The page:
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Irish Government announces it will address abortion issue with new legislation, rules and regulations

by | Dec 18, 2012

By Dave Andrusko

James Reilly, Minister for Health

I claim no expertise on the volatile abortion situation in Ireland, so this will be a very general post while I try to contact experts in the U.K.

Press reports are that pro-abortionists are celebrating the Irish government’s announcement Tuesday that it will be spelling out the circumstances under which abortion will be legal. According to the government’s statement,

”The legislation should provide the clarity and certainty in relation to the process of deciding when a termination of pregnancy is permissible, that is where there is a real and substantial risk to the life, as opposed to the health, of the woman and this risk can only be averted by the termination of her pregnancy.”

Hilary White, writing previously in Lifesitenews.com, reports

Since the ruling in 2010 by the European Court of Human Rights (ECHR) on the “A,B & C case,” Irish politicians are said to have been in a state of chaos over abortion, with pressure from the global abortion lobby on one side, particularly at the European Union, and a public that opposes liberalization of the law on the other.

Although the ECHR ruling specifically said that the country is not under an obligation to legalize abortion, this has not stopped abortion lobbyists in the Dail [the lower house of the Irish Parliament], largely from Labour Party coalition partners, from insisting that the government legislate to allow abortion in “limited” circumstances. The media’s treatment of the death of Savita Halappanavar has only increased the pressure, leading to promises to bring in legislation before Christmas.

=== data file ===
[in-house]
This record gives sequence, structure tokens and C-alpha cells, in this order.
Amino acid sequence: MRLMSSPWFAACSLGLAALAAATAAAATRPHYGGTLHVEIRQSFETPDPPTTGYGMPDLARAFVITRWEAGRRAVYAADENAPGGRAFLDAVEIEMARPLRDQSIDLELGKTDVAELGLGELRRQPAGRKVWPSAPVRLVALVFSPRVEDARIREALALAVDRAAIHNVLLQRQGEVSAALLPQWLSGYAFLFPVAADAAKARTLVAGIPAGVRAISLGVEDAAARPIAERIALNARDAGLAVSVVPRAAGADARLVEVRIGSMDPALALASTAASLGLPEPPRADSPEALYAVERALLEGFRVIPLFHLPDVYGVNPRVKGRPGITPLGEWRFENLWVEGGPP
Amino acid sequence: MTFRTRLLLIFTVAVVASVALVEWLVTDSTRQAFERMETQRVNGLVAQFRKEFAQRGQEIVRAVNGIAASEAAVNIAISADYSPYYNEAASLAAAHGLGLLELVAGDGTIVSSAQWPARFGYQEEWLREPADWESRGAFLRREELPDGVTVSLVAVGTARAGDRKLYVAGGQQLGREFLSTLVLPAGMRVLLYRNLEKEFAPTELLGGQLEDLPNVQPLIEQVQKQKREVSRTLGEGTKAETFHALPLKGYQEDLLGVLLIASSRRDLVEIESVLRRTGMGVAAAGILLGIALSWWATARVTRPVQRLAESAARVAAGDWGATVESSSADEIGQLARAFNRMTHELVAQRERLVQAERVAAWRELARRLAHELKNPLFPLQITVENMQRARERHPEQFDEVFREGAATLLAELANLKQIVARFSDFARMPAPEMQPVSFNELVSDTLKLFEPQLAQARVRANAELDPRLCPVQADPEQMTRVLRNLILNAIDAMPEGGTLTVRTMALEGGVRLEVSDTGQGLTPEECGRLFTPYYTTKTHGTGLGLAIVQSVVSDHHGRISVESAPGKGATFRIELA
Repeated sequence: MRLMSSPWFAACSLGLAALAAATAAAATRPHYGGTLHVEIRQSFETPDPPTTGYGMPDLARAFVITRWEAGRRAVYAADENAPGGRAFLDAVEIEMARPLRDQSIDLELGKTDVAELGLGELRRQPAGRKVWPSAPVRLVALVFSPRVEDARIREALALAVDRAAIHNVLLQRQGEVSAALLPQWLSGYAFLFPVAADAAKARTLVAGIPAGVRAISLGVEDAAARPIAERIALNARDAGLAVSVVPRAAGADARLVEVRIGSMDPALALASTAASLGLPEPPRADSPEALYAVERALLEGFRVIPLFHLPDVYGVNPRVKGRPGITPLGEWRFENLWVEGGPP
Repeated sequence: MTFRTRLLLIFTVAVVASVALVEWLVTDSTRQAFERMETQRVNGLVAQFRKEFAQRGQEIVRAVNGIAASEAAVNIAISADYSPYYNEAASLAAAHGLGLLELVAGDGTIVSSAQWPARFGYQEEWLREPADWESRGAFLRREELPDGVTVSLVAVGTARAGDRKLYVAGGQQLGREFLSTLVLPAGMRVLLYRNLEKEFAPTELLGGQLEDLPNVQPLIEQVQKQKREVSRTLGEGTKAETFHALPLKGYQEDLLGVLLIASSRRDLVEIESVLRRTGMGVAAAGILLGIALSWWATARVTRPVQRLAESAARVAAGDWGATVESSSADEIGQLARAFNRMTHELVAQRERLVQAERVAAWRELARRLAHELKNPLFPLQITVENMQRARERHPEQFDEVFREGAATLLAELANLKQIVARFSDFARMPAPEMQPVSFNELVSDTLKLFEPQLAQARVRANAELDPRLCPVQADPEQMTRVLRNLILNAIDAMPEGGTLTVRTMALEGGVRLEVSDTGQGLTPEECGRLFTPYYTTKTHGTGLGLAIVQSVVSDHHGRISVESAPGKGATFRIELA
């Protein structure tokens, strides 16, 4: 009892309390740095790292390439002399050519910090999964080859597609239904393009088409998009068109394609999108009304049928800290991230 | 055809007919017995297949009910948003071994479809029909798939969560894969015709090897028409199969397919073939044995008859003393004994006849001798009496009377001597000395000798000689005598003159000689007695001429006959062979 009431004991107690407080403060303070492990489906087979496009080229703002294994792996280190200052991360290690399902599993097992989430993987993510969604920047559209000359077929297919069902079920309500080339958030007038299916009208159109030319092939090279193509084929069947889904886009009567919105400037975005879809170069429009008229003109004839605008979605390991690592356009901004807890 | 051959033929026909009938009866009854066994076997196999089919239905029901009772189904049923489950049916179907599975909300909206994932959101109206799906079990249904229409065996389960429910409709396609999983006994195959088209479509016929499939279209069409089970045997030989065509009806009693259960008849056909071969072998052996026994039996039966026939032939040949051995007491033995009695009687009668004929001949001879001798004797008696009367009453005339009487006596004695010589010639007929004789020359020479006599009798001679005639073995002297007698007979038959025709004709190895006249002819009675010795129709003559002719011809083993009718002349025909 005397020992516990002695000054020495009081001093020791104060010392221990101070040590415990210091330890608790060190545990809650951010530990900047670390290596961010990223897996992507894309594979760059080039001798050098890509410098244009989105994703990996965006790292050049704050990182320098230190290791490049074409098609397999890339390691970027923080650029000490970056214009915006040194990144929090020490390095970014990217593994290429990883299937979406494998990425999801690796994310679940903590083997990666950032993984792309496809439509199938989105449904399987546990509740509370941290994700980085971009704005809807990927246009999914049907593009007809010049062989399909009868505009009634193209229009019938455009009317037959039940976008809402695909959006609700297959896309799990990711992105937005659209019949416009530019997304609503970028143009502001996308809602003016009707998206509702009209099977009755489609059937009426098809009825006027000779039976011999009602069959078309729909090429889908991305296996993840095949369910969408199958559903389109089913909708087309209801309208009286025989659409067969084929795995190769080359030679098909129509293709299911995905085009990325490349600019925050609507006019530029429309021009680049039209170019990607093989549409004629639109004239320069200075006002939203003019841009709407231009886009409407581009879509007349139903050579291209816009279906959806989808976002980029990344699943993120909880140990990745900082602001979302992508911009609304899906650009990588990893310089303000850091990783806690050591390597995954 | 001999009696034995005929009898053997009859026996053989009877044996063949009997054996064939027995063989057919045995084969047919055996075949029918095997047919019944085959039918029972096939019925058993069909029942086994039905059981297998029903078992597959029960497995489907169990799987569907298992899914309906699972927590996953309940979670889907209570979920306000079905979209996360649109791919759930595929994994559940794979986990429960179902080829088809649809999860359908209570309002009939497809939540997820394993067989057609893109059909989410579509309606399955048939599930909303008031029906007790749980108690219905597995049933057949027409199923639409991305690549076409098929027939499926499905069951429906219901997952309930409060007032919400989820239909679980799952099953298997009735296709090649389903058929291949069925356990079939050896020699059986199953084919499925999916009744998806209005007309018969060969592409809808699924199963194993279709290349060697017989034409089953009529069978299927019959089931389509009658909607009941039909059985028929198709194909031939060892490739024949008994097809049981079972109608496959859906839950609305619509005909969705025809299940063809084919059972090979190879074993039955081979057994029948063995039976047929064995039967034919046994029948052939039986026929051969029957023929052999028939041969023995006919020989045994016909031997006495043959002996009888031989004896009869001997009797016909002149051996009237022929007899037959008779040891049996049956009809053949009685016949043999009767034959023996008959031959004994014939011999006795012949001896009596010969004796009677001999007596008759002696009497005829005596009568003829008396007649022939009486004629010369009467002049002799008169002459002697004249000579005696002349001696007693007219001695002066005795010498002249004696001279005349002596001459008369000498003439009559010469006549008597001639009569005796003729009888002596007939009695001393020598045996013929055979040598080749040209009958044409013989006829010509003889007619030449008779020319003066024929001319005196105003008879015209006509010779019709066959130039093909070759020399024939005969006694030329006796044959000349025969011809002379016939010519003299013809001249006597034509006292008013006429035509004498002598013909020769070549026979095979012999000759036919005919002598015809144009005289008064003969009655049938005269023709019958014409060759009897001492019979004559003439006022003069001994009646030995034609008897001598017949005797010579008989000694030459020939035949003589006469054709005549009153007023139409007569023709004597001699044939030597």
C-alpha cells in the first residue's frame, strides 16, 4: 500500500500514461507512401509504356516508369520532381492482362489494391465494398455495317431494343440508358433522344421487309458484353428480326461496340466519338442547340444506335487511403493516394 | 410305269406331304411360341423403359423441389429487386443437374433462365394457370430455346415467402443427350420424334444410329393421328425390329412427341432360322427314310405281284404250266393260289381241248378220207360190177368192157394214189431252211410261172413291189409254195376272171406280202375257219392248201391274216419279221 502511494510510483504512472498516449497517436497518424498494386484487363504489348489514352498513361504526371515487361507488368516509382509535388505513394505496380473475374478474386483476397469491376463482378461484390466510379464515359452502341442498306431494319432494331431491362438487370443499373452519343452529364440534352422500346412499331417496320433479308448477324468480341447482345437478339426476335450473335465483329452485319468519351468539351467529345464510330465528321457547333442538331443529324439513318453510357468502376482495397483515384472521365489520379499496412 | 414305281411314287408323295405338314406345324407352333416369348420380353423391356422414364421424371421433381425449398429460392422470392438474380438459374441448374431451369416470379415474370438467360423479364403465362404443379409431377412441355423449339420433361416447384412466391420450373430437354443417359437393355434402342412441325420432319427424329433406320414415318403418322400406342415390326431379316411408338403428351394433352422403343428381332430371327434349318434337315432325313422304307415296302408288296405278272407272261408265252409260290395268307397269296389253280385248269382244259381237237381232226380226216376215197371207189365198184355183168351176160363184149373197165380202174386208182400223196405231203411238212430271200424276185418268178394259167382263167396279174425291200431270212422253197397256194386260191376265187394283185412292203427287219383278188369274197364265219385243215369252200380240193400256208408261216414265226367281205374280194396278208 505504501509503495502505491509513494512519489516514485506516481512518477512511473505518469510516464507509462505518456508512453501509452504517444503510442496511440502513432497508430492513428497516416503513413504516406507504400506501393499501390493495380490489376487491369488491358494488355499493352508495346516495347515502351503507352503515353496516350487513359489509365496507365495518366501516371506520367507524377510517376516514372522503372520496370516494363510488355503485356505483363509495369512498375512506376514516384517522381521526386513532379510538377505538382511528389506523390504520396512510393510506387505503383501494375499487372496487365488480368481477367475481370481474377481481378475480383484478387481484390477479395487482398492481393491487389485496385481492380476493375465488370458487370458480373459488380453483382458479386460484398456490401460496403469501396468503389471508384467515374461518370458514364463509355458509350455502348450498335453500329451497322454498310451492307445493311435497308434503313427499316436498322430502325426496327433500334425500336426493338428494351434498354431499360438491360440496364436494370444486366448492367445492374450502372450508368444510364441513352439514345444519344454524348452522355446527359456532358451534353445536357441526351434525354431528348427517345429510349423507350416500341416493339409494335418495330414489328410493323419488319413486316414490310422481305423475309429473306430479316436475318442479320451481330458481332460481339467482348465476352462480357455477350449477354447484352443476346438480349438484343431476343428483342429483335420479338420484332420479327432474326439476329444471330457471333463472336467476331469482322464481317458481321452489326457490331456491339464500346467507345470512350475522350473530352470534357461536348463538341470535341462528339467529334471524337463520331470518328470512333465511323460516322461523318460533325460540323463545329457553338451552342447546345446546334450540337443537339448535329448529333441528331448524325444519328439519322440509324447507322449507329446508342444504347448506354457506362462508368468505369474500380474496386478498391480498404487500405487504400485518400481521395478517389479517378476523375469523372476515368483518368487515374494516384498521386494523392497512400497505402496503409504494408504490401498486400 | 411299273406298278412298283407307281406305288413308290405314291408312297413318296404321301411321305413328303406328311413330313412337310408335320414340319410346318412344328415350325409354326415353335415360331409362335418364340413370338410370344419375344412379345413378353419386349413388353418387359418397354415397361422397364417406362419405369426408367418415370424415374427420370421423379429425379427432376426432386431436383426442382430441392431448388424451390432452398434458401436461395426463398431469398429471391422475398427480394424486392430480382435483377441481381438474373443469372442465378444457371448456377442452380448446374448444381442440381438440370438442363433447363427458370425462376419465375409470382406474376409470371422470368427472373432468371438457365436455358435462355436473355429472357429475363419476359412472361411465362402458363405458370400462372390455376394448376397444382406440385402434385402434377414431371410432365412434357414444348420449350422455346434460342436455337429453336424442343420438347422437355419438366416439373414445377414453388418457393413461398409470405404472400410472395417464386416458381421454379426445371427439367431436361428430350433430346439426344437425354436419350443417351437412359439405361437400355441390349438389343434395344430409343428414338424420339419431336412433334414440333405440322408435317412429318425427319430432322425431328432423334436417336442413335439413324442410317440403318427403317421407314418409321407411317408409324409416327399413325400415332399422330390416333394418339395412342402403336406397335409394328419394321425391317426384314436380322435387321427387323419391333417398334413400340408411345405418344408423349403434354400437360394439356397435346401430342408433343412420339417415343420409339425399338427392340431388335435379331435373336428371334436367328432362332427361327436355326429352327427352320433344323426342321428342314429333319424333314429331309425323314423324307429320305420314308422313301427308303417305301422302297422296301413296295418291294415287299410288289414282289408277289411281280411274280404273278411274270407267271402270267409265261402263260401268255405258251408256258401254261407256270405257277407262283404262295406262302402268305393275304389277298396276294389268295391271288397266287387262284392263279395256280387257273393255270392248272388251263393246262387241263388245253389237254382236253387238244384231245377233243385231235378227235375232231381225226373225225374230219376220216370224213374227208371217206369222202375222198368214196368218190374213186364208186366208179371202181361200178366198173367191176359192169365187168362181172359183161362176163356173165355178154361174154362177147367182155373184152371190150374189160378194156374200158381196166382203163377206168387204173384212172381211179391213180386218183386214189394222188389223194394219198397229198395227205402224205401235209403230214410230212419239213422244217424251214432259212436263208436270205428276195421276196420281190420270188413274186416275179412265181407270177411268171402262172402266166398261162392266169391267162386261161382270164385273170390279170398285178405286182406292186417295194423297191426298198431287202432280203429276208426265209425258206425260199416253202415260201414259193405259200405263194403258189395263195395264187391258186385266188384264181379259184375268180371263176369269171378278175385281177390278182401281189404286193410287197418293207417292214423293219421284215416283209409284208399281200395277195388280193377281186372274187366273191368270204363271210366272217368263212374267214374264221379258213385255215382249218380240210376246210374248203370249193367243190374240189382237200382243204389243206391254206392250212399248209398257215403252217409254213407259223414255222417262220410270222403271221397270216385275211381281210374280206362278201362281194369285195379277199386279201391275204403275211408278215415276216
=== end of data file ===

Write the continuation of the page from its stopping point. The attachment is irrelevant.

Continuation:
In the Dail James Reilly, Minister for Health, spoke of the coalition’s “firm commitment to implement the judgment of the European Court of Human Rights in the A, B and C v Ireland case and bring the required legal clarity to the issue of lawful abortion in Ireland.”

But, he said “that does not mean abortion on demand.”

As we have discussed numerous times, pro-abortionists are using Mrs. Halappanavar’s tragic death to leverage a major change in Irish law on abortion. Pro-lifers have noted that the journalist who broke the story, Kitty Holland of the Irish Times, has admitted that the facts of the case are still completely unclear.

“She also conceded that the central claim of her article, that the Halappanavars made repeated requests for an abortion, may ultimately prove to be unfounded,” according to LifeZine. “Holland had earlier acknowledged that the relevance of abortion to the case ‘has yet to be established.’”

Mrs. Halappanavars’ death has affected Irish public opinion, although not as unambiguously as the highly pro-abortion Irish press insists.

As NRL News Today has reported, a poll, conducted by Red C for the Sunday Business Post on a sample of over 1,000 adults nationwide, found that 85% said they supported legislation to allow abortion where the mother’s life is threatened, including by suicide. However, in a separate question, 63% said they would support a constitutional amendment to exclude “a threat of suicide as a ground for abortion, but still allowing abortion where the mother’s life is threatened outside of suicide.”

The Irish Times reported, “Dr, Ruth Cullen of the Pro Life Campaign welcomed the “high level of support for a constitutional amendment to limit the X case” [the  controversial 1992 Supreme Court decision] and said it was ‘very apparent’ that there was ‘huge confusion about the distinction between necessary medical treatments in pregnancy and abortion.’”

Meanwhile, it is not clear what rules and regulations/laws the Irish  government will propose. The Christian Science Monitor reports that “hearings will be held next month before a bill is drafted.”

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Categories: Abortion